Automatic round movements

LowQCab

Joined Nov 6, 2012
2,357
Before You concern yourself with getting a Circuit to work ..........
Can you manually make the Feeder work ?
There are far more simple ways to handle the Electrical part,
that is,
after You have a workable Machine.

Can You adjust the quantity of Food dispensed per rotation ?

Is that quantity of Food actually consistent, on every single cycle ?

Is it possible to jam the mechanism, and lock-up everything ?

Is the Motor powerful enough to reliably operate when
the Hopper/Storage-Bin is completely full of Food ?

How much Current does the Motor require when
the Hopper/Storage-Bin is completely full of Food ?

It seems that You are approaching this project in reverse order.
.
.
.
 
First thing I notice is that you are only using a 3V power supply. So with your 10K and 2K resistors you are only putting 2 x 3 / 12 = 0.5V into the base of the transistor, not enough to turn it on. And you've used 10k resistors all round - they need to be calculated. I'd like to suggest that you start again, building the circuit in stages and testing as you go. Do you know the specification of the motor you are using - i.e. rated voltage and power? And what are the transistors you are using?

I'd recommend building the below first to check that the motor turns on when the current through R4 into the base of the transistor turns the transistor on. If you don't know the power of the motor maybe try R4 = 1K. The higher value you can get away with helps reduce the size of the capacitor you need and reduces overall current drain but too high a value will mean power is lost in the transistor which may burn out. If you know the motor details and the transistor gain you can work out a proper value for R4
1663839336831.png
With the motor running, temporarily connect point A to the negative rail. The base voltage drops to zero so the transistor turns off so the motor should stop. Then connect point B to the negative rail and the motor should come on again. These two actions are simulating what the other transistor and the switch are going to do respectively.

Next step would be to add Tr1 and resistor R1. The purpose of Tr1 is to ground the base of Tr2. If R4 is 1K then R1 can probably be 56K. Leave the connection between R1 and the positive rail open. The motor should run, then stop if you connect R4 to the positive rail at point C.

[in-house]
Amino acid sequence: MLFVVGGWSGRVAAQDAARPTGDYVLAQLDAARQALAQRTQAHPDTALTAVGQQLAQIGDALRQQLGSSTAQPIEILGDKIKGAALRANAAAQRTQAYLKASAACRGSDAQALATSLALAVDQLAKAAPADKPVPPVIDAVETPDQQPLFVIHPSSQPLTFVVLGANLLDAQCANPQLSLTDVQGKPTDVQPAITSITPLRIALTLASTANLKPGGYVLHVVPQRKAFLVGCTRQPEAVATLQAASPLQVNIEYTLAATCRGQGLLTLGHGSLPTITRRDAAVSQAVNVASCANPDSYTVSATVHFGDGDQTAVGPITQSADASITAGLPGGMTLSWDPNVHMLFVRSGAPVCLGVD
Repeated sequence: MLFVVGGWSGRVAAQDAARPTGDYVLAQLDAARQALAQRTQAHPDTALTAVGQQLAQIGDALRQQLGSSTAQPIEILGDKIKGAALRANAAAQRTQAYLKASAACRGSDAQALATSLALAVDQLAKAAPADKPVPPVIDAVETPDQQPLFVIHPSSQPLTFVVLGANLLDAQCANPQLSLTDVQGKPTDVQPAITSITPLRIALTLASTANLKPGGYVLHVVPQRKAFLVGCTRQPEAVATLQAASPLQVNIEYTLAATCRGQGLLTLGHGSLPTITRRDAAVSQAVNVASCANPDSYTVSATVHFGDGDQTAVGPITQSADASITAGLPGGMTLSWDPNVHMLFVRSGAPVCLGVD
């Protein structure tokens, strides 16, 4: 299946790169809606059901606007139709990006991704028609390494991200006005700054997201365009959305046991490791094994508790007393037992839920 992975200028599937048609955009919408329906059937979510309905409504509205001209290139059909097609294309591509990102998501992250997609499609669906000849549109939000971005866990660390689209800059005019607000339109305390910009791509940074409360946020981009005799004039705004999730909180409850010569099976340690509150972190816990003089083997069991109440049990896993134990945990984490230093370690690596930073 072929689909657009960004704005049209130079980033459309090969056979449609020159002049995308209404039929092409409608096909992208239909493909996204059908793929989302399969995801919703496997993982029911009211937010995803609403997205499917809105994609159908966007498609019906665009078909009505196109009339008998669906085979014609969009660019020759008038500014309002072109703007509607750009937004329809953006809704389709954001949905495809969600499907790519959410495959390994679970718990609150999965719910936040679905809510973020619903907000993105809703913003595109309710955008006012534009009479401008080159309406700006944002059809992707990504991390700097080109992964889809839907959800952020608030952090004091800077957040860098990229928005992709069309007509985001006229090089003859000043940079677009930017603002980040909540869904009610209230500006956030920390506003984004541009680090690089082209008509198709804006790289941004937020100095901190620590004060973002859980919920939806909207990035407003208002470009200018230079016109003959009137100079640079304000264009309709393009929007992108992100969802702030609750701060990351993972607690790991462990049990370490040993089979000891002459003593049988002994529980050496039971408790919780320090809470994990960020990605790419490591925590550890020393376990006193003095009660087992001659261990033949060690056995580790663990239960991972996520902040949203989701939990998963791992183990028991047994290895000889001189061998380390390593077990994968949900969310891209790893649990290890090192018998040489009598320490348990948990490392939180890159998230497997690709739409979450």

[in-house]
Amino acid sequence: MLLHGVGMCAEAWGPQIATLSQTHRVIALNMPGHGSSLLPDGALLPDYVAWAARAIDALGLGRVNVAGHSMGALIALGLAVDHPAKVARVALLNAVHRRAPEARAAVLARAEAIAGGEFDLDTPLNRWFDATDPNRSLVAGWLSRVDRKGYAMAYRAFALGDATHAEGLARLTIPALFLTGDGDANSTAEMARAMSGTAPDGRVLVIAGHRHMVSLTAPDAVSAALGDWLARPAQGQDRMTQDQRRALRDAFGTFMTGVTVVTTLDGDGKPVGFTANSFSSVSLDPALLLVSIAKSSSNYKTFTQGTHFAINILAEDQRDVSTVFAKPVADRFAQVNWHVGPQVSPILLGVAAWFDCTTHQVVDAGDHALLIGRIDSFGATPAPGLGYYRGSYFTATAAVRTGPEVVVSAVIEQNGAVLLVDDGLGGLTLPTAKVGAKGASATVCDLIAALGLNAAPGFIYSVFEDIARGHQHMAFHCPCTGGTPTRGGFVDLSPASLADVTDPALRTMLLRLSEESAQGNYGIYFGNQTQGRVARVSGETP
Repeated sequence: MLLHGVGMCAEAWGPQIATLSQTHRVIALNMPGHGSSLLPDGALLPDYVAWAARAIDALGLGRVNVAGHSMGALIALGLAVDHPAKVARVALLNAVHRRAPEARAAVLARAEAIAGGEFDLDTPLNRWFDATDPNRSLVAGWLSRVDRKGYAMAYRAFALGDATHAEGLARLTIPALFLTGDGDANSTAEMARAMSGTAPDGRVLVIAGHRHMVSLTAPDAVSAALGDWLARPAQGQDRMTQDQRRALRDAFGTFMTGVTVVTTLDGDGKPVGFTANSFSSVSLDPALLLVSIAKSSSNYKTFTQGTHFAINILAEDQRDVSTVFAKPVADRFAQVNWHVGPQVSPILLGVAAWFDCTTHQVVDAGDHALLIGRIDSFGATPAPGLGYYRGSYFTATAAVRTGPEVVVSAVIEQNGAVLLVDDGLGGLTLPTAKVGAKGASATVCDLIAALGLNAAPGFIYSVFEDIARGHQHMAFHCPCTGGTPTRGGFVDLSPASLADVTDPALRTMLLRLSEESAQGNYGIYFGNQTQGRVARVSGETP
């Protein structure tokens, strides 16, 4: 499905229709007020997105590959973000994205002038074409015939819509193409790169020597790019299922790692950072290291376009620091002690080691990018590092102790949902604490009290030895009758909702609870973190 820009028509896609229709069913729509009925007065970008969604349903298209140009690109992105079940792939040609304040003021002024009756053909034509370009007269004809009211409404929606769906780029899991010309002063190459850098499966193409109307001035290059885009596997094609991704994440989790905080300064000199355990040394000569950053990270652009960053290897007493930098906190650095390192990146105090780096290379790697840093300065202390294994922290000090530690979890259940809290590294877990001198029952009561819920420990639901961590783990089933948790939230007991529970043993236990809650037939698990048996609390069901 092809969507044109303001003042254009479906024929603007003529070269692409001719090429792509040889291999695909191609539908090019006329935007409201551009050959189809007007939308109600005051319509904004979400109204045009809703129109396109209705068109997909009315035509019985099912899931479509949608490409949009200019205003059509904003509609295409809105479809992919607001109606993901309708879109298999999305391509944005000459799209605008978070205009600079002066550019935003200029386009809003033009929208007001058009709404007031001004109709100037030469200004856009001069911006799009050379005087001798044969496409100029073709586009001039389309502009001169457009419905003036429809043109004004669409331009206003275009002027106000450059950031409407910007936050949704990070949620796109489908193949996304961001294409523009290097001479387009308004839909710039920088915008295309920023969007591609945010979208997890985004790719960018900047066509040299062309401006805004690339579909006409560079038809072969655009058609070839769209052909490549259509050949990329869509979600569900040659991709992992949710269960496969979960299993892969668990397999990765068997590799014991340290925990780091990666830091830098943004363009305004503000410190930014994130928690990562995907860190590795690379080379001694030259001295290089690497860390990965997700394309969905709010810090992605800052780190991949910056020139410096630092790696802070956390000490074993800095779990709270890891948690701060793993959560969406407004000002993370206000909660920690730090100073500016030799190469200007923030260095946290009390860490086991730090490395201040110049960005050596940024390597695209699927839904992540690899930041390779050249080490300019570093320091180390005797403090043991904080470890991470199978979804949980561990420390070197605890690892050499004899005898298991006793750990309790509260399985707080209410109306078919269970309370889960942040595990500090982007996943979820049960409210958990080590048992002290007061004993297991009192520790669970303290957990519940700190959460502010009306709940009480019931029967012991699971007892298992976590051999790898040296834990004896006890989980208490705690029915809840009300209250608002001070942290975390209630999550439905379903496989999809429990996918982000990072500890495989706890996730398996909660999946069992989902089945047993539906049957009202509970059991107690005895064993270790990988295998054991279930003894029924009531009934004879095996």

1663841729684.png
Next, add the capacitor. When you connect the power the motor should turn on briefly until the capacitor charges up to 0.6V turning Tr1 on which will ground the base of Tr2 which turns the motor off. If you disconnect and re-connect the power without discharging the capacitor the motor will hardly come on at all as Tr1 will turn on almost immediately.
1663844023714.pngFinally, add R2 which allows the capacior to discharge. Another 56K resistor should be okay but the resistor values really need to be calculated based on the gain of the transistors and the motor power requirements. 1663844227268.png
 
Last edited:

Thread Starter

Haropas

Joined Aug 16, 2019
51
Actually i had to change the Tr2 because it didn't work and it was KSP 44 -F30. So I changed it to a UTC C945L PSHA . So as you said i made the first picture with Tr2 only with a 2k resistor and it worked fine but when i connected the point A (base of the transistor ) to the negative wire nothing happened the motor continued turning. ( Actually i heard something like it was struggling but nothing really happened only a difference in the sound like some interference)


Just to add more info the motor is just a motor you find in the rc helicopters and i attached it to a synchronous motor myself making a really high torque low rpm motor and with 3.6 volts because my power supply actually starts from 3.6 and not 3 it has plenty of torque.)

Do you think is the transistors fault? Because i didn't buy them new i just had a broken inverter and i took the transistors from there. 16638465264478926970809673645598.jpg
First thing I notice is that you are only using a 3V power supply. So with your 10K and 2K resistors you are only putting 2 x 3 / 12 = 0.5V into the base of the transistor, not enough to turn it on. And you've used 10k resistors all round - they need to be calculated. I'd like to suggest that you start again, building the circuit in stages and testing as you go. Do you know the specification of the motor you are using - i.e. rated voltage and power? And what are the transistors you are using?